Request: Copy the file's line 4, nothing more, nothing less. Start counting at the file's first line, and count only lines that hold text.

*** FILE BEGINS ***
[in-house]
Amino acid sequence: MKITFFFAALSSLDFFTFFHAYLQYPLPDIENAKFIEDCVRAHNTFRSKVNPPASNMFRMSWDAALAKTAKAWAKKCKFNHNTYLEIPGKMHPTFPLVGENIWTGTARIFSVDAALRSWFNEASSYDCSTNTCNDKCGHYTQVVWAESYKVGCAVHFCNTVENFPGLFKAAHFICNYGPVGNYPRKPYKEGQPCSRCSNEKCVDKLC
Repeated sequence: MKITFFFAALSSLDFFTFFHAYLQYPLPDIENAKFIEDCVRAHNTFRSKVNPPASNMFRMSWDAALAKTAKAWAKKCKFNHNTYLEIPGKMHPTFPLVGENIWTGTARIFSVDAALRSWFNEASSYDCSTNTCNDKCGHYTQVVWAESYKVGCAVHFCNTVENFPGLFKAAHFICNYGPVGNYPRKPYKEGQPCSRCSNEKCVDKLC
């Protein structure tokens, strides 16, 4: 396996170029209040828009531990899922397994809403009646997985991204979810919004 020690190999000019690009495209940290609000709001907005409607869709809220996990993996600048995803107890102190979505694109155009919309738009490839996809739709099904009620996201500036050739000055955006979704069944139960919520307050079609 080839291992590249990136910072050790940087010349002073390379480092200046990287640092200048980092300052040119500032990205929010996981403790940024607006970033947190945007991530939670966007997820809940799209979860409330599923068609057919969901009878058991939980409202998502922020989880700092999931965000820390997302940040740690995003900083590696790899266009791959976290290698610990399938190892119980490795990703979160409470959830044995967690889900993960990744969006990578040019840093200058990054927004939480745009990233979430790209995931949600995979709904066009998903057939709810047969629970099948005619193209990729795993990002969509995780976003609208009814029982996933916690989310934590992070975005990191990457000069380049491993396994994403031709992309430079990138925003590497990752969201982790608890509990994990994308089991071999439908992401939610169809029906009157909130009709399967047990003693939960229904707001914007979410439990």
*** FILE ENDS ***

């Protein structure tokens, strides 16, 4: 396996170029209040828009531990899922397994809403009646997985991204979810919004 020690190999000019690009495209940290609000709001907005409607869709809220996990993996600048995803107890102190979505694109155009919309738009490839996809739709099904009620996201500036050739000055955006979704069944139960919520307050079609 080839291992590249990136910072050790940087010349002073390379480092200046990287640092200048980092300052040119500032990205929010996981403790940024607006970033947190945007991530939670966007997820809940799209979860409330599923068609057919969901009878058991939980409202998502922020989880700092999931965000820390997302940040740690995003900083590696790899266009791959976290290698610990399938190892119980490795990703979160409470959830044995967690889900993960990744969006990578040019840093200058990054927004939480745009990233979430790209995931949600995979709904066009998903057939709810047969629970099948005619193209990729795993990002969509995780976003609208009814029982996933916690989310934590992070975005990191990457000069380049491993396994994403031709992309430079990138925003590497990752969201982790608890509990994990994308089991071999439908992401939610169809029906009157909130009709399967047990003693939960229904707001914007979410439990």